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Home >  Blog >  The War on Waste: 2 easy things to do on your farm

The War on Waste: 2 easy things to do on your farm

Posted by Amanda Walker on 14 June 2017
The War on Waste: 2 easy things to do on your farm

The recent ABC TV show 'The War on Waste' has drawn attention to just how much waste each Australian generates on average, and the actions we can all take to minimise rubbish going into land fill.

Composting and worm farming are two things you can start immediately to cut down on what goes into the rubbish collection, while also creating valuable organic material that will help your garden bloom.

Composting and worm farming

Composting and worm farming help you put organic matter to good use, rather than adding it to landfill.  You can deal with household and garden organic waste including fruit and vegetable scraps, egg shells, kitchen towel, stale bread and even human and pet hair and scraps of wool or cotton. 

Composting

Composting helps speed up the natural decomposition of organic materials, to create rich organic matter known as compost. By composting your organic waste such as food scraps, you can return nutrient to the soil and improve its structure. 
There are several ways that you can compost. Creating a compost heap or using a compost bin are two of the most popular. If you are using heap, you will need to turn it regularly with a fork to aerate it. Compost bins  help you maximise space for composting without sacrificing too much of your garden, while compost tumblers are designed to rotate, making this process easier.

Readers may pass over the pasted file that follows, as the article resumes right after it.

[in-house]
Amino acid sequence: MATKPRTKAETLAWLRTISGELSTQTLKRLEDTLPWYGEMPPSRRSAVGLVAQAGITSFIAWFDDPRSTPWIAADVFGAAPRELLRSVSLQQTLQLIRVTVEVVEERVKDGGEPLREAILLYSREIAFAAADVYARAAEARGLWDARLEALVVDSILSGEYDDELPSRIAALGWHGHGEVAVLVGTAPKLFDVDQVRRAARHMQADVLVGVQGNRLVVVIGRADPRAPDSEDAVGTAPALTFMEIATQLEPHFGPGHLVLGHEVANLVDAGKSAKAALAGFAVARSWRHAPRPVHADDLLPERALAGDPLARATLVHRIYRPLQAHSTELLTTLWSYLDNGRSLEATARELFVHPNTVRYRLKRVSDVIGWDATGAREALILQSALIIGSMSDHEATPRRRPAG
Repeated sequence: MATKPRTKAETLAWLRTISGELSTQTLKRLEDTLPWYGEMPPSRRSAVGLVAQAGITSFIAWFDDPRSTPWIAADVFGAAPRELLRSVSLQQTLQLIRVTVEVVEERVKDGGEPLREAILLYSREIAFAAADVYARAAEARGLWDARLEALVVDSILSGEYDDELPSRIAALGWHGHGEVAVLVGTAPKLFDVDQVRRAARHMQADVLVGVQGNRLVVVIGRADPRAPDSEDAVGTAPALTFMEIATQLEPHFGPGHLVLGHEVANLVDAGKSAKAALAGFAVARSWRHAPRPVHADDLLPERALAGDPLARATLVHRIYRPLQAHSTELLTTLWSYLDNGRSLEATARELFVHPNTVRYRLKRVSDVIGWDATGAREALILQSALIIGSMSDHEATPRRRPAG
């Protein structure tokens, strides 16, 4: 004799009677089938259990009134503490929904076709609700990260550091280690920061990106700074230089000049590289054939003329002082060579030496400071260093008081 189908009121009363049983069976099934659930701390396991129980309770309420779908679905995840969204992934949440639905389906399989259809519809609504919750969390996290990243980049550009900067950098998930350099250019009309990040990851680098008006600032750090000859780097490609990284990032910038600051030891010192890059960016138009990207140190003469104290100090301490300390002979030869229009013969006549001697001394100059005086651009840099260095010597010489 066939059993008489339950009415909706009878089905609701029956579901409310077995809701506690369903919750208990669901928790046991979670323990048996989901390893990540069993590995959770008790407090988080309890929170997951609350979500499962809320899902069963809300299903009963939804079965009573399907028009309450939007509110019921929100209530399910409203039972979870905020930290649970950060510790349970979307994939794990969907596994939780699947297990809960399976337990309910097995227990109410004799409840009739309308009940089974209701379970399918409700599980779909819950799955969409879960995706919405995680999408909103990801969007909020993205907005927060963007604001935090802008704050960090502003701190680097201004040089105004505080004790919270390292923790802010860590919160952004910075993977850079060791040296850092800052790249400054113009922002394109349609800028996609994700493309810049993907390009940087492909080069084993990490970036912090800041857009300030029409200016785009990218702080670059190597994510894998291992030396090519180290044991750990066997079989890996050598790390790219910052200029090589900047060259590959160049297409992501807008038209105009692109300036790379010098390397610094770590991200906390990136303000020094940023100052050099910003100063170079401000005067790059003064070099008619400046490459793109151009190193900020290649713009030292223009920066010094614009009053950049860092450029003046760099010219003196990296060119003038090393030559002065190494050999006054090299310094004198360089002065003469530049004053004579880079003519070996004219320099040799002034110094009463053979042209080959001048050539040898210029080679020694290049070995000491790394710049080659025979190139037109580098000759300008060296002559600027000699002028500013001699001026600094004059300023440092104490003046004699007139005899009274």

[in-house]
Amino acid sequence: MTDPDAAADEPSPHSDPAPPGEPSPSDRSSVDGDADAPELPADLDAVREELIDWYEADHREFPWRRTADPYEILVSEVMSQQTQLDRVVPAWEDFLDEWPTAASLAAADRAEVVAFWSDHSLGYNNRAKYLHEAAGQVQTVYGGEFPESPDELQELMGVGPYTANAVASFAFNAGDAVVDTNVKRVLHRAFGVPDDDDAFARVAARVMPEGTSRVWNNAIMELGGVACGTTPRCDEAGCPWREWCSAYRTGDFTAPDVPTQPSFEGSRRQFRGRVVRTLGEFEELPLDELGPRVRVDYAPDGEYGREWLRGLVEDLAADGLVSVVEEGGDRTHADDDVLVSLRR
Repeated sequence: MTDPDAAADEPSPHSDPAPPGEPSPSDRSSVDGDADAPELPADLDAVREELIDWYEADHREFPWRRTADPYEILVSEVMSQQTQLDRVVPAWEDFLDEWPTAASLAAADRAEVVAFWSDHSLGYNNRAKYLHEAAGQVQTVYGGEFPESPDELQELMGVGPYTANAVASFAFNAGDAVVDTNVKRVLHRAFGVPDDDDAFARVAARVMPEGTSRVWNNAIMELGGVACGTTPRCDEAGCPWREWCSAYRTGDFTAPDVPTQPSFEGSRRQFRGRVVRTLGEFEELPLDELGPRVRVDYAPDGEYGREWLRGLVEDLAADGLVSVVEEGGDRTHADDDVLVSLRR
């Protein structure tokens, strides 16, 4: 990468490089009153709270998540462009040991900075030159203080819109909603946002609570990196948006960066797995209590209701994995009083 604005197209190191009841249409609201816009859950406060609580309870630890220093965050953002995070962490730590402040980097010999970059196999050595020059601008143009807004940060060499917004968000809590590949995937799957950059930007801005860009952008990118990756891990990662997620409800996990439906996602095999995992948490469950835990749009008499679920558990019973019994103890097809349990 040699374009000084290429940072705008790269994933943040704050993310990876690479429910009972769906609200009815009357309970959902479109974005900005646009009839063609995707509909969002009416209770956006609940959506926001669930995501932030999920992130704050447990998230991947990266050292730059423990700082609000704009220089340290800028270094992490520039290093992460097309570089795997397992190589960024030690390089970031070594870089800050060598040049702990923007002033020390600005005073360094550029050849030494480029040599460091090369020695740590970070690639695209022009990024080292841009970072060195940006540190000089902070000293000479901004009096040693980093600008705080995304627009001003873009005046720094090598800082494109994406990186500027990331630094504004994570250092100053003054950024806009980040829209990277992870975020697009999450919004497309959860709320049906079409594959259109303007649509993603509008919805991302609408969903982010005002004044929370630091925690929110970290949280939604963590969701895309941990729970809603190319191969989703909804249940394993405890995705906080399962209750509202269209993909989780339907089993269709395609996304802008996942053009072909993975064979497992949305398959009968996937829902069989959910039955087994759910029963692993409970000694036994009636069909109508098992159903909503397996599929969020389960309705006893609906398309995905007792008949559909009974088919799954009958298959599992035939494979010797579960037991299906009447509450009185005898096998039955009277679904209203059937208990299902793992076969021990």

Worm farming

Worm farming is a great way to deal with organic waste, even if you don't have much space. Worm farming helps recycle food waste into a fertiliser you can use on your vegie patch. The by-products of worm farms are castings (worm poo) and liquid (worm wee). Both are excellent fertilisers that can be mixed into soil or sprinkled onto lawn, although you must dilute the liquid first as it is very potent. 

You can purchase a purpose made plastic worm farm complete with a worm starter kit  (many councils have rebates for these to encourage waste reduction) or use a garden bed.

One of the tricks of worm farming is to avoid overfeeding your worms and don't let their home become too acidic. Covering the worm farm with wet hessian, a few sheets of damp newspaper or a purpose made worm blanket  should help keep your worms moist.  Avoid cooking your worms -don't store your worm farm in hot, direct sunlight!

Find out more about starting a worm farm from this factsheet.


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Author: Amanda Walker
About: Amanda Walker is the Director of The Farm Co and Yerecoin Traders. Amanda has extensive experience in animal health, working for a number of years with the Institute for Animal Health in the UK. Amanda also worked for a UK government response team during the Foot and Mouth outbreak back in in 2001. Amanda has a keen interest in sheep and livestock health, working with her local grower to help manage their parasite control throughout the seasons.
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Tags: The FARM Co General Farm Small Farm Management

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